Showing posts from October 14, 2012

Review: Wild Geese II

Brother and sister John Terry and Barbara Carrera, who work for Robert Webber’s TV network, hire stone-faced Lebanese-American mercenary John Haddad (Scott Glenn!) to snatch famed Nazi Rudolf Hess (Lord Laurence Olivier) from an impregnable Berlin prison and bring him back so the aging Nazi will reveal all his secrets about Hitler. Meanwhile, a German working for the Russians (Robert Freitag) is also after Hess, as are the British, led by Kenneth Haigh, and even the Palestinians have an interest in things. Edward Fox plays a British sharpshooter and the brother of Richard Burton in the first film, Paul Antrim is a British Sergeant-Major on Haddad’s team (which also includes a French driver and a smart-arse IRA guy), whilst Ingrid Pitt plays one of Freitag’s assassins, and Patrick Stewart (who regrets appearing in this, apparently) plays a Russian.   The original “Wild Geese” was a terrific entry into the all-star ‘guy movie’ genre (sitting just a rung below the likes of “The

Review: Femme Fatale (1991)

Nature reserve ranger Colin Firth (!) meets mystery woman Lisa Zane and seemingly instantaneously falls in love with her. Soon they are married, but then she disappears on the night of their honeymoon. Distraught and confused, he tries to locate her, leading to some very seedy locations, and equally shocking revelations (drug dealing, avant-garde, softcore S&M art projects, etc) about the wife he frankly barely knew. Meanwhile, some thugs (including the intimidating Pat Skipper, clearly having fun) keep smacking him around for some reason. Lisa Blount plays an actress who claims to have been very close to Zane back in the day. Billy Zane plays Firth’s sardonic artist buddy, whilst Scott Wilson is a psychiatrist who is crucial to the mystery.   Directed by Andre R. Guttfreund (who has directed episodes of “Picket Fences” , “Knots Landing” , and “L.A. Law” ), this 1991 thriller isn’t especially good. Lisa Zane is clearly out of her depth in an impossible role, and Colin Fi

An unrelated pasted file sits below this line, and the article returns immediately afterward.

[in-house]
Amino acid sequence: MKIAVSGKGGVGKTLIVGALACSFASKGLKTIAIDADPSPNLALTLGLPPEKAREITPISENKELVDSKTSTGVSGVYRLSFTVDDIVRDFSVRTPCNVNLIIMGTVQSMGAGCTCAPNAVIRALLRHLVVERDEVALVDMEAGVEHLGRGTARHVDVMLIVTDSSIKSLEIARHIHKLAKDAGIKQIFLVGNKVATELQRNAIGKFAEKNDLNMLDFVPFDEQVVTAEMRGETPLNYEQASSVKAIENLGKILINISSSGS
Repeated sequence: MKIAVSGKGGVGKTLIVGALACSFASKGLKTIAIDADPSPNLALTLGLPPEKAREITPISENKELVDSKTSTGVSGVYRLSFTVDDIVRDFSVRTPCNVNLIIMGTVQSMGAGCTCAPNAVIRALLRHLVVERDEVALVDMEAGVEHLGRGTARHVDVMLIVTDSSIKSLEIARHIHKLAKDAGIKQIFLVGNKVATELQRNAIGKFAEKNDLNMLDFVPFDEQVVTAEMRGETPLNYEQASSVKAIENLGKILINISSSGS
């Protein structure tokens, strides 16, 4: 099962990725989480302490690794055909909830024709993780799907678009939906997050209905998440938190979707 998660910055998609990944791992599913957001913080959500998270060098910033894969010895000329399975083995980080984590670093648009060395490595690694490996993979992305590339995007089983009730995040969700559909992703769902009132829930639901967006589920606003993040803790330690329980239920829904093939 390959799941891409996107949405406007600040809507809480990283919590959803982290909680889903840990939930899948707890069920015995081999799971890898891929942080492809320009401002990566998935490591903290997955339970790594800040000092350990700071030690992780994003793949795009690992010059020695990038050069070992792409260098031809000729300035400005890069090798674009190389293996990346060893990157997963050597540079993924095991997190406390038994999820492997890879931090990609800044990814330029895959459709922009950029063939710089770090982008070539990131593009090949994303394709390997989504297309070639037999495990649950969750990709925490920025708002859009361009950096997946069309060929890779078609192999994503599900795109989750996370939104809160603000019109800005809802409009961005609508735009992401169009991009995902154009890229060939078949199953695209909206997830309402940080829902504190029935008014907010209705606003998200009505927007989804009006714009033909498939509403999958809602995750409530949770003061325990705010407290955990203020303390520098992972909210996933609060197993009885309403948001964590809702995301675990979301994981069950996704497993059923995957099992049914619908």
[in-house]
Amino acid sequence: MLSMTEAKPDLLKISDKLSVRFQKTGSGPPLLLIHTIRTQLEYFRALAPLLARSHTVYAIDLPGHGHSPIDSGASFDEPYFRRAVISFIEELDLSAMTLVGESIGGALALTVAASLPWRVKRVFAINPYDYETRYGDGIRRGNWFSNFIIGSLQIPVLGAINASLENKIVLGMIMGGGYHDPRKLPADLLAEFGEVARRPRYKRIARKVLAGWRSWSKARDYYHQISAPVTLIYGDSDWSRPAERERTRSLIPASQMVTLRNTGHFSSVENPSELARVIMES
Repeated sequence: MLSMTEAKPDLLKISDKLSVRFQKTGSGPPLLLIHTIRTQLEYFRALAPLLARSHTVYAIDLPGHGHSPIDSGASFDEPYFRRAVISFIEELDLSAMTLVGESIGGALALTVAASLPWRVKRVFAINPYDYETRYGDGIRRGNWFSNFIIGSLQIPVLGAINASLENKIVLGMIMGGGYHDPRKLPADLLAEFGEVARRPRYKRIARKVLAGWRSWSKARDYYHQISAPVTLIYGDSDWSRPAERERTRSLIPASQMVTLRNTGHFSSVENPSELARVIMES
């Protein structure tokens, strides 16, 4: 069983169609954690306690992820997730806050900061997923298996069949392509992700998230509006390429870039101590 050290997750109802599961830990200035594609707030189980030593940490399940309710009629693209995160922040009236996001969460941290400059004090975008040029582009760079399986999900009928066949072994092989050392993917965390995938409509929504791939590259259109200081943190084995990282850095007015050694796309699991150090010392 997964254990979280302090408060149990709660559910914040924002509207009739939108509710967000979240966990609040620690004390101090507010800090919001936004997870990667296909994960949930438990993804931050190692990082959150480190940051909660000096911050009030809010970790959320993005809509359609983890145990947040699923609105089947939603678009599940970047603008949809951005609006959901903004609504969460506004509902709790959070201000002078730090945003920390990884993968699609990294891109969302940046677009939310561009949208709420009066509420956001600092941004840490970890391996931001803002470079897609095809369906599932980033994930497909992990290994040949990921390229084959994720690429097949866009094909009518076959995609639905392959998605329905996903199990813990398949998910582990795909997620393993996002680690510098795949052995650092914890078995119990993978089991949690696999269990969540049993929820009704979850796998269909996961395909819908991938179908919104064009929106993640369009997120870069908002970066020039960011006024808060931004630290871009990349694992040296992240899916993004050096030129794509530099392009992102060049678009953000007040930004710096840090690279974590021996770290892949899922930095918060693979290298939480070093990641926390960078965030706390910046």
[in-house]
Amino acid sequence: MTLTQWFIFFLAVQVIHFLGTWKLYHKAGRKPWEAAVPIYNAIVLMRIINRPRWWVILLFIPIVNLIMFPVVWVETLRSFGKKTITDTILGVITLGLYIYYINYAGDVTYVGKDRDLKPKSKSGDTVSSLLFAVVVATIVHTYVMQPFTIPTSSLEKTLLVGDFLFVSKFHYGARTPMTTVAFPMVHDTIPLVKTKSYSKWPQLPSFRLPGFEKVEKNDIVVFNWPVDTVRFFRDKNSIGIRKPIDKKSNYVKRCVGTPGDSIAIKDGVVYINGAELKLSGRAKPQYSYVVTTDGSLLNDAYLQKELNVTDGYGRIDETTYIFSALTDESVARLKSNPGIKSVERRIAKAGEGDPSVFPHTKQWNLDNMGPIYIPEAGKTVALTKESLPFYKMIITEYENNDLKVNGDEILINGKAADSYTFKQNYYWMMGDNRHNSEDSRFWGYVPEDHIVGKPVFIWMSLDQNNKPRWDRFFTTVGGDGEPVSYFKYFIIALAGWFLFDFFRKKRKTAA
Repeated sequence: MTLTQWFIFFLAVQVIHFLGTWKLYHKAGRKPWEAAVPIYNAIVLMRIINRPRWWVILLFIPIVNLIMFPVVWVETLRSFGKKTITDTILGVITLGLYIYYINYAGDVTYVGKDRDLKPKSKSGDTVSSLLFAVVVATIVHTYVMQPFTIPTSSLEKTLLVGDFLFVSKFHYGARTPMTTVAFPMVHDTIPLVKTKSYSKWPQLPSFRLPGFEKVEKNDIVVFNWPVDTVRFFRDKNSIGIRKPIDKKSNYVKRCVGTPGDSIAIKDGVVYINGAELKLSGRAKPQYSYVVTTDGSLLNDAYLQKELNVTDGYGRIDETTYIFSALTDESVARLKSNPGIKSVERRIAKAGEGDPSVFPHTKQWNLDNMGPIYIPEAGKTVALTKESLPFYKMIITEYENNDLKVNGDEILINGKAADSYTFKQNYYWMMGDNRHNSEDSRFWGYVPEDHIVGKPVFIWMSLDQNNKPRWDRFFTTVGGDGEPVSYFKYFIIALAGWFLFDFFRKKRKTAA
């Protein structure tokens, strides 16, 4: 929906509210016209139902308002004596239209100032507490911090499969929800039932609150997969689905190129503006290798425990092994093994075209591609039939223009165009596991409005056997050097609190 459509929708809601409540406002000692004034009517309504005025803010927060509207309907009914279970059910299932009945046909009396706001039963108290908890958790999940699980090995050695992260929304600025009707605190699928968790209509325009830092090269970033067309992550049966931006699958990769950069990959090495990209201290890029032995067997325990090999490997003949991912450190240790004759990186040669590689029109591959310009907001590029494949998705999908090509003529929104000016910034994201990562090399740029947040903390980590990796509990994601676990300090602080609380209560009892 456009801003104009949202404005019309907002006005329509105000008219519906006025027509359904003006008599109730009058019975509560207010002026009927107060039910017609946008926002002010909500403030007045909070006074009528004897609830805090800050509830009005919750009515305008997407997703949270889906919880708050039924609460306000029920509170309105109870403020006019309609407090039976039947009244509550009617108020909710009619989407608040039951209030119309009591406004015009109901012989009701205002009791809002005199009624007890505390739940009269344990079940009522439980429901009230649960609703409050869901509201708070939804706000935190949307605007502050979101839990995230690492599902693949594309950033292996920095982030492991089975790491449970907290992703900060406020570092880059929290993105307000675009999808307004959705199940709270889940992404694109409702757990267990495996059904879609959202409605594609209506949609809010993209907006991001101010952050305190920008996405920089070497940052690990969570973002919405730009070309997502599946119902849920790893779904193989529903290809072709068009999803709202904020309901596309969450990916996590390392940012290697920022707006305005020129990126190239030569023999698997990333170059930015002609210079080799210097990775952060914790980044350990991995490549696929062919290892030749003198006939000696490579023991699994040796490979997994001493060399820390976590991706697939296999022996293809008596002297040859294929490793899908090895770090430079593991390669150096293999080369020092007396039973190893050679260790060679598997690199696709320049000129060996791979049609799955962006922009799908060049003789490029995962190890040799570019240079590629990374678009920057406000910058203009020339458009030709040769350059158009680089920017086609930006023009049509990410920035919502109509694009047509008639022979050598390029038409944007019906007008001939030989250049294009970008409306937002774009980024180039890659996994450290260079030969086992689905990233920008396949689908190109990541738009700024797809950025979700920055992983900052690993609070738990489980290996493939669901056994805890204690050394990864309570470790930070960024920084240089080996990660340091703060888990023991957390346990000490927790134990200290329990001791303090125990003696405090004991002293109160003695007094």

Review: Paul

Best friends and sci-fi nerds Simon Pegg and Nick Frost are on a road trip in the US to Comic-Con and a bunch of alien-related landmarks like Roswell, New Mexico and Area 51, Nevada. On their way to the latter, the two Brit twits see a car crash, and when stopping to help, they come across something out of their wildest fantasies (well, not the ones involving chicks with three breasts- oh, I’m so with you there, guys!). They encounter a small alien being. It turns out that his name is Paul. Yes, Paul. Voiced by the very recognisable Seth Rogen, he’s a foul-mouthed, chain-smoking, smart-arse, completely unlike anything you’d expect. Whilst a bunch of spooks led by humourless Agent Zoil (Jason Bateman), and dispatched by an entity known as The Big Guy (but you can call her Zuul), are chasing after Paul, the two buddies are now forced to drive Paul to a rendezvous with his spaceship. Along the way they pick up a one-eyed, religious zealot (Kristen Wiig) whose faith is totally oblitera

Review: Burke & Hare

Set in Edinburgh, Scotland, in the 1800s, Simon Pegg and Andy Serkis star as the title duo, ne’er-do-well Irish immigrants who find a lucrative trade in supplying Dr. Robert Knox (Tom Wilkinson) with cadavers for anatomical study. Knox is rivalled by Dr. Alexander Monro (Tim Curry), who tends to get all the freshly hanged bodies of criminals for his own school, but Burke and Hare have a unique way of acquiring cadavers: murder. How long can Burke and Hare keep making a killing (quite literally I might add) until the militia (headed by Ronnie Corbett!) catch on? Meanwhile, Burke is smitten with an enterprising, wannabe actress (Isla Fisher, of all people), who needs funds to put on an all-female stage play of Shakespeare’s ‘Scottish play’. Jessica Hynes plays Hare’s opportunistic wife, Hugh Bonneville is a local Lord, Christopher Lee plays Old Joseph, and Bill Bailey is a hangman who serves as the film’s narrator.   I wouldn’t exactly call this a return to form for director Jo